In order to maximize comfort and productivity, the workplace should provide employees with speech privacy and freedom from distracting noises. To meet these goals, acoustic professionals typically follow the “ABC Rule,” which stands for absorb, block and cover. Unfortunately, many current green design practices inadvertently contravene this formula, creating interiors that are noisy, stressful and lack speech privacy. But, using the ABC Rule correctly can contribute to the green commitment.

Acoustics in green buildings are often worse than in their traditional counterparts as they generally feature a large percentage of open plan, creating interiors that are noisy and lack speech privacy.
Photo courtesy of K.R. Moeller Associates Ltd.
Acoustics in green buildings are often worse than in their traditional counterparts as they generally feature a large percentage of open plan, creating interiors that are noisy and lack speech privacy.

Acoustics in green buildings are often worse than in their traditional counterparts, as shown by the Center for the Built Environment’s post-occupancy surveys. Respondents frequently complain about being able to overhear others and also express dissatisfaction with their own level of speech privacy. Furthermore, 60% feel that noise inhibits their work.

Although green buildings may have acoustical challenges, there are solutions. By applying the ABC Rule in the context of sustainable design, new projects can steer clear of these problems. Here’s how.

Niklas Moeller

Absorb Many green buildings feature an exposed deck. While it may help with temperature regulation and daylighting, this tactic also eliminates what is often the most significant source of absorption in a facility: a suspended ceiling. Ideally, open spaces should feature a ceiling tile with at least a 0.75 noise-reduction coefficient. Tiles used in closed spaces should have a high-ceiling attenuation class because they will be better at containing sounds.

If this route is not taken, absorption needs to be provided by other means. Even adding absorptive panels to 30% of the deck will have some impact. Another option is to use vertical baffles. If a concrete deck is not being used to implement passive heating/cooling, but an open ceiling is still desired, an alternative is to use a perforated and corrugated metal deck with an absorptive material placed behind the perforations before the concrete is poured.

Workstation panels should also be absorptive – at least on the inside, above the work surface – in order to reduce the volume of the occupant’s voice before it is reflected into the space. If the space is narrow to promote natural-light penetration, absorptive wall panels should also be used to prevent sounds from ricocheting between the exterior wall and core.

Soft flooring should be used to reduce footfall or traffic noise.

Block Green buildings generally feature a large percentage of open plan. In these areas, the height of workstation panels is essential to blocking noise. Panels should extend beyond seated head height (60 to 65 in.), or they will do little more than hold up the desks. If daylighting is a concern, compromise by using absorptive panels to a 48-in.-height and top them with 12 in. of glass or another transparent material. Also ensure that the panels have a high sound transmission class and that they are well sealed along any joints, with no significant openings between or below them.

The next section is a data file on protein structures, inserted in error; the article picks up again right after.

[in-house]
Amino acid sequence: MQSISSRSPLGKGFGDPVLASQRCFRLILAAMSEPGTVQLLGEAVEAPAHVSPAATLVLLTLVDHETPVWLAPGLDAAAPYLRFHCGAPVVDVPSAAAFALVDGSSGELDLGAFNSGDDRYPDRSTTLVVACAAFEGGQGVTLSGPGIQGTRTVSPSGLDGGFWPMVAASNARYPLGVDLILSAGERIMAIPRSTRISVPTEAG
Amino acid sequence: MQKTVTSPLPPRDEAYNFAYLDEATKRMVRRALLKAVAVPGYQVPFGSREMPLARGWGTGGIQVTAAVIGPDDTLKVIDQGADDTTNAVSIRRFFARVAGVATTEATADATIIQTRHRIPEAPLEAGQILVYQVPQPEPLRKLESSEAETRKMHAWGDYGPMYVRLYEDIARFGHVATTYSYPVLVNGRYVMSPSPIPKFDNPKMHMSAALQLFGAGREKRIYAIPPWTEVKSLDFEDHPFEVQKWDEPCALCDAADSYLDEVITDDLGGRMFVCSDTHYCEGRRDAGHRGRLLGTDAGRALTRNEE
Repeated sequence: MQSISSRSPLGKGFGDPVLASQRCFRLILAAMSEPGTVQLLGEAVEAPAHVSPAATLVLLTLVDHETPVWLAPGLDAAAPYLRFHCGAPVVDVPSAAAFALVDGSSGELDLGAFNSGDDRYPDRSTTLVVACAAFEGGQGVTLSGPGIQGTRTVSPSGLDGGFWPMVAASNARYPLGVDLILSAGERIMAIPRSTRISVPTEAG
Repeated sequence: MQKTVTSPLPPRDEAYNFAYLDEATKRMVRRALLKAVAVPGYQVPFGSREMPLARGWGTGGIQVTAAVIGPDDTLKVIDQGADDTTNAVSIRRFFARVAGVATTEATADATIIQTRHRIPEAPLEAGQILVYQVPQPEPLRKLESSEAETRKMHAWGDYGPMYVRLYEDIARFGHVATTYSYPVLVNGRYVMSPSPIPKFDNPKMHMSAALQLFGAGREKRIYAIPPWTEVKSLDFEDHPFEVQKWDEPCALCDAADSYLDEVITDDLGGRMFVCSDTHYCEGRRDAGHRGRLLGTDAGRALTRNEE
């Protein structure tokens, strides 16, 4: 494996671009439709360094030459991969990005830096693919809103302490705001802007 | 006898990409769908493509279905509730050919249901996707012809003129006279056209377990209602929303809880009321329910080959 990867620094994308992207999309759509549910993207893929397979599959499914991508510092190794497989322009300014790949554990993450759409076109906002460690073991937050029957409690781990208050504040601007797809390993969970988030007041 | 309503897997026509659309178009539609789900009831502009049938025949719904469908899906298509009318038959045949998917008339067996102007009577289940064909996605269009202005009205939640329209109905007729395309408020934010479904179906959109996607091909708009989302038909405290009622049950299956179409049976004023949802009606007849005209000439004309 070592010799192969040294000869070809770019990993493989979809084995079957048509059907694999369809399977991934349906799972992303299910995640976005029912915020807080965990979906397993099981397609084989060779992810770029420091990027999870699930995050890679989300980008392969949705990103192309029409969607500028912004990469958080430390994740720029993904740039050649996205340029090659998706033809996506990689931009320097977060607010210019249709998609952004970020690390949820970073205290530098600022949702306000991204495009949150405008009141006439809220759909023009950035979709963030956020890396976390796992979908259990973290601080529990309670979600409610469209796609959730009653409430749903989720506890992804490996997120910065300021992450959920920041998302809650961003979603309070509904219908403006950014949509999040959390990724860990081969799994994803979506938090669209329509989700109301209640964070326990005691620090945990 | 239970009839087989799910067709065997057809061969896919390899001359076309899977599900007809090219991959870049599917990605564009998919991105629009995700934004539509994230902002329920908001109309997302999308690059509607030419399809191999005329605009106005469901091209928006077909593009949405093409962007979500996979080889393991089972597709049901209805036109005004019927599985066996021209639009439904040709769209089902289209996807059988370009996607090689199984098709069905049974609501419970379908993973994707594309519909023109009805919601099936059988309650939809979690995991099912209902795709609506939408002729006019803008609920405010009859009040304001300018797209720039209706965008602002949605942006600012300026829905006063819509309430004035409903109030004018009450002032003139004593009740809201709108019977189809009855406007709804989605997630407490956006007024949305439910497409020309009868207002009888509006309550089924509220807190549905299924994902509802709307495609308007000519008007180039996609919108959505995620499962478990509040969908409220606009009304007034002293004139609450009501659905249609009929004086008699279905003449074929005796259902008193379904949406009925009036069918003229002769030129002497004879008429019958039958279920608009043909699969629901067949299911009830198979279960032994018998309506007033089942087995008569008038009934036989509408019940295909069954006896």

In order to reduce waste, many green designs use movable walls to create private offices and meeting rooms. However, these walls may not provide the level of sound isolation needed from one space to another. Gaps along the ceiling, exterior walls and floor should be addressed during installation. A good septum dividing each side of the wall is also advisable in order to prevent sound leakage along any cable raceways.

Cover Due to their use of natural ventilation, the background sound level is often lower in green buildings than in traditional facilities. The absence of mechanical or forced air sounds makes it easier to hear conversations and noises, even from a distance. If open windows are used to assist with air circulation, occupants can also be disrupted by exterior sounds. In some cases, different strategies are used along the exterior and core, creating variable acoustic conditions across the space.

A networked sound-masking system should be used to replenish the background sound level and maintain it at an appropriate volume, typically between 42 and 48 decibels in commercial interiors.

This type of system consists of a series of loudspeakers usually installed in a grid-like pattern in or above the ceiling. Unlike airflow, the sound they distribute is continuous and has been specifically engineered to increase speech privacy. Masking also covers up intermittent noises or reduces their impact by decreasing the amount of change between the baseline and peak volumes, improving overall acoustical comfort.

Finally, by using a networked masking system, users have the flexibility to easily make adjustments to its setup as their needs change (e.g. volume changes in a specific area).

Attention to acoustics does not have to be at odds with sustainability. Indeed, one could argue that providing a fully functional environment is vital to creating a truly green space: one that, as the U.S. Green Building Council stipulates, not only wastes minimal resources but is also healthy and nurturing to occupants. Though applying the ABCs incurs some cost, even a small, positive impact on productivity can easily outweigh this initial investment.

Niklas Moeller is vice president of K.R. Moeller Associates Ltd., a global developer and manufacturer of sound-masking systems. He can be reached by e-mail: